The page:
Viable Zofran Concerns?
Response To Concerns Over Cardiac Complications With Zofran Use
We have received emails expressing concern over the recent article citing possible cardiac complications due to the use of Zofran. However, the risk was stated by the FDA to be in patients given a single dose of 32 mg of Zofran via IV, which is not done in pregnancy or for HG. Studies on teratogenicity (ability to cause developmental anomalies in a fetus) of Zofran (ondansetron) have been reassuring although a few recent studies are somewhat conflicting. While safety is not proven for any drug during pregnancy, it appears that any potential risk of Zofran is quite low and needs to be assessed with an understanding of the risk of not using the medication.
Specifically in regards to this article by Dr. Koren**, it is important to note that the complication cited, Torsade de Pointes, has never been reported associated with ondansetron, and does not appear in the medical research database as occurring in HG mothers. Contrary to the author’s statement, ECG monitoring is not "required" by the FDA, although it is recommended in high risk patients including those with electrolyte abnormalities or preexisting cardiac disorders. It should also be emphasized that the FDA is most concerned about patients receiving a single IV dose of 32 mg of Zofran which is not done for HG. Education to providers and mothers regarding the importance of preventing electrolyte abnormalities, and close monitoring of women with HG on ondansetron would be beneficial. Preventing electrolyte disturbances in mothers with HG by rehydrating with IV fluids containing electrolytes may further decrease any potential risk.
[In the interest of full disclosure: Dr. Koren also serves as a paid consultant to Duchesnay Inc. in Blainville, Que. who manufactures Diclegis and Diclectin.]
Further, Serotonin Syndrome as mentioned in the article, has never been reported with ondansetron alone, nor has a research paper been published citing its occurrence in HG. Women with HG are rarely on SSRIs (antidepressants) in addition to ondansetron due to inability to tolerate additional medication, but again, awareness of the potential drug interactions is important for prescribers and patients.
NOTE: While it is true that some medications risks cannot be ascertained until the medication is widely used for some time, in the history of nausea medications, we have seen this before. A new branded medication gets approved and the risks of older generic medications are highlighted, ultimately limiting rather than expanding the treatment options available for pregnant women with HG. When Zofran was released, this happened to Droperidol, Reglan, and Phenergan. Now that Zofran is no longer on patent and Emend and Diclegis have been released, it seems to be happening with Zofran. We are very concerned that this will have negative effects on the treatment of HG as we are already hearing some medical professionals will no longer prescribe Zofran.
The health professionals associated with the HER Foundation fully agree that Zofran (ondansetron) should not generally be used as a first line treatment for nausea in pregnancy, especially before vomiting and weight loss occur in a first time mother. As Dr. Koren has stated previously, in women with a history of HG, we agree that it may be advantageous to use antiemetics (e.g. Zofran) when symptoms begin limiting intake to reduce the severity of symptoms and minimize secondary complications related to dehydration, malnutrition and debility.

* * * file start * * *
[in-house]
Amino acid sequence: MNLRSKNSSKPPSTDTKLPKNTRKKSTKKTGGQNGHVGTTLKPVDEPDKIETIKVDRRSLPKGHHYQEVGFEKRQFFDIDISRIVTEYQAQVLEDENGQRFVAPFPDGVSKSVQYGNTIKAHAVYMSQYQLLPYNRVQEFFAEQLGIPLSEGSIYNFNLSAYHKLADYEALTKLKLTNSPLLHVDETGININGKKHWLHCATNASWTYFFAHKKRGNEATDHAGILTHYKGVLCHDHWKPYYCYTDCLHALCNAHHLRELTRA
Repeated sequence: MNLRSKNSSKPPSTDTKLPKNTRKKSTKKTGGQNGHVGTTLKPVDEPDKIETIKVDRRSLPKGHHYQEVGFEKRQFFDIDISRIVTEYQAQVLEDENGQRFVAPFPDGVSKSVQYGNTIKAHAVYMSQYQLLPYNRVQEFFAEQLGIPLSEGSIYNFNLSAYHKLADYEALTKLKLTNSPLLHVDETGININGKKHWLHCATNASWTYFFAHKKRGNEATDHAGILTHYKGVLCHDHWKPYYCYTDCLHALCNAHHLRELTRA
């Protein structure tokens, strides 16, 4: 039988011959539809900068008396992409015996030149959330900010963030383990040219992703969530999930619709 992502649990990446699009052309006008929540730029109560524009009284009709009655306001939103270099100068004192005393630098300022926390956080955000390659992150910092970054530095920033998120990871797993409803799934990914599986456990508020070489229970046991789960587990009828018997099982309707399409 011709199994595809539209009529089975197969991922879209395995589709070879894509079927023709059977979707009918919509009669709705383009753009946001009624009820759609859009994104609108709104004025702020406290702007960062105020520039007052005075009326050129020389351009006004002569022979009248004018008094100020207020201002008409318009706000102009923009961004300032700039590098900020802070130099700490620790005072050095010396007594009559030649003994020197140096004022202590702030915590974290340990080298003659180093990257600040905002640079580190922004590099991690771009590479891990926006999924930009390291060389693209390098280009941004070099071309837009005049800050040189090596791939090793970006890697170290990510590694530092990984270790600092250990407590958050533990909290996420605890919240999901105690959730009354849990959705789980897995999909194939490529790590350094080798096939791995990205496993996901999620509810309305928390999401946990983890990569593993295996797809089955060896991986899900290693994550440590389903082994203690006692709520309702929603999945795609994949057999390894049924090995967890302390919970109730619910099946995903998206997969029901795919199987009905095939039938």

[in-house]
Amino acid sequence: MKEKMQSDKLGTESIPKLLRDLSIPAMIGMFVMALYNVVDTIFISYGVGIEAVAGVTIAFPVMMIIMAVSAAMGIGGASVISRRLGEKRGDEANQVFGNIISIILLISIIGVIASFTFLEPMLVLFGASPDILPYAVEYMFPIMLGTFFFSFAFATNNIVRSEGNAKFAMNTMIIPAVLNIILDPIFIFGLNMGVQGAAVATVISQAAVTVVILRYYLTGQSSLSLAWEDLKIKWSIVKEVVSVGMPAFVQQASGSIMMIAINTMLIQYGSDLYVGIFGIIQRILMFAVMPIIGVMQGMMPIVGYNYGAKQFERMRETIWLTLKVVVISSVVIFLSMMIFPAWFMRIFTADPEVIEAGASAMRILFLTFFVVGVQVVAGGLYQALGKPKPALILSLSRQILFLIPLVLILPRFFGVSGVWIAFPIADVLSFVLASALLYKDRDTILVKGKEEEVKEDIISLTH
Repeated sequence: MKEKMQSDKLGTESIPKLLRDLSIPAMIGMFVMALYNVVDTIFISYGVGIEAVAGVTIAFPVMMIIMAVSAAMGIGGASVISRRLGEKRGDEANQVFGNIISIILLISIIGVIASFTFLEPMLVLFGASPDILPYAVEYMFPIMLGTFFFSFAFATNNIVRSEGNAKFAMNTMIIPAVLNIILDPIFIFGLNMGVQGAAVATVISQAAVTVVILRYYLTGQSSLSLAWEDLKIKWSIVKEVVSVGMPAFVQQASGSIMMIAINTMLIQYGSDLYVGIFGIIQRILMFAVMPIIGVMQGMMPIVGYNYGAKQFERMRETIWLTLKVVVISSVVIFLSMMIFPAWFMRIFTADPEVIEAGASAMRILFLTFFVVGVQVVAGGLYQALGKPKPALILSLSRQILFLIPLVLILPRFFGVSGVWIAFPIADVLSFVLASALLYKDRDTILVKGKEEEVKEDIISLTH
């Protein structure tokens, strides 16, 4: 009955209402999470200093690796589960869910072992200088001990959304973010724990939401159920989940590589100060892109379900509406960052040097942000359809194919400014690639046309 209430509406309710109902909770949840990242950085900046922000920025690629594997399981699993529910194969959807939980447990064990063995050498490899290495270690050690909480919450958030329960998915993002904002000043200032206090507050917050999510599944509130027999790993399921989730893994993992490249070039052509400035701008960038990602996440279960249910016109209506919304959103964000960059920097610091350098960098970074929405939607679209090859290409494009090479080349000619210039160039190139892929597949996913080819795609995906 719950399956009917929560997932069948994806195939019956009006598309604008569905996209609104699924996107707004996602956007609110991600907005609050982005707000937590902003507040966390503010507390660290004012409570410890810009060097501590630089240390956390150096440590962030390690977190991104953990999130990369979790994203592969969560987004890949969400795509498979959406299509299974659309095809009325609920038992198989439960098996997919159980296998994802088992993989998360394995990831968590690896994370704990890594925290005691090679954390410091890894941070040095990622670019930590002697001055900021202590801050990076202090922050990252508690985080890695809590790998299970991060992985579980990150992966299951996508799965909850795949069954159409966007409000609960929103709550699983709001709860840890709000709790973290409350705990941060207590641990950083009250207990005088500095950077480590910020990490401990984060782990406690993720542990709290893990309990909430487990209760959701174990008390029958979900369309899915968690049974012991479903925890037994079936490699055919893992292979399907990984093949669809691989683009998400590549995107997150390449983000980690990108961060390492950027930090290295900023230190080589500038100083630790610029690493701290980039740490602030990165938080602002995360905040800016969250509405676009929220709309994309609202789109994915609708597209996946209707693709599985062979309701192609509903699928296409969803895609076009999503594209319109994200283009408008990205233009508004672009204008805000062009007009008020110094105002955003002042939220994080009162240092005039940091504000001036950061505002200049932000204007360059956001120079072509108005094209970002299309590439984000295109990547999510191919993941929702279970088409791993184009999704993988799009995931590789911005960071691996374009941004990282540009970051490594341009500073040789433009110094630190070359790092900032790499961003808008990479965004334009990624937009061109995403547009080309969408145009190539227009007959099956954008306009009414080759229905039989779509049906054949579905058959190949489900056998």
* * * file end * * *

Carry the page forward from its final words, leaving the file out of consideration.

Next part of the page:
We also agree that the risks and potential benefits of any medication use, especially in pregnancy, should be carefully considered prior to use. Our research data of over a 1000 HG mothers finds that ondansetron is most effective for relief of symptoms in HG. Other studies report positive outcomes from Zofran use like preventing therapeutic termination.
We encourage further evaluation of the safety of ondansetron with regards to congenital anomalies and long-term outcomes, however, recent large studies have not found evidence to suggest concern. As its use has greatly increased since the 1990’s in the US, incidence of fetal malformations and complications such as cardiac arrhythmias have not increased in our data or in any other database to our knowledge.
HG is an extreme form of NVP and the risks of untreated or undertreated HG for both the mother and fetus can be devastating leading even to death or long term disability of either. These clear, reported and well documented risks need to be balanced against any potential (and with ondansetron, unproven, or never reported) risks of any medication or other treatment used to treat the condition. Zofran (ondansetron) remains an important option for the treatment of HG.
- Research Studies on Zofran (ondansetron) use for HG
- FDA Statement about heart rhythm changes (2011)
- FDA Recommendations (2012)
- Antiemetic medications in pregnancy: a prospective investigation of obstetric and neurobehavioral outcomes. Am J Obstet Gynecol. 2014 Jan 8. pii: S0002-9378(14)00016-7.
- Cardiac safety concerns for ondansetron, an antiemetic commonly used for nausea linked to cancer treatment and following anaesthesia. Expert Opin Drug Saf. 2013 May;12(3):421-31.
- Risk factors, treatments, and outcomes associated with prolonged hyperemesis gravidarum. The Journal of Maternal-Fetal and Neonatal Medicine, 2011.
- Prenatal exposure to hyperemesis gravidarum linked to increased risk of psychological and behavioral disorders in adulthood. Journal of Developmental Disorders of Health and Disease, 2011.
- Symptoms and Pregnancy Outcomes Associated with Extreme Weight Loss Among Women with Hyperemesis Gravidarum. Journal of Women's Health, Dec. 2009 (PDF)
Updated on: Jan. 31, 2014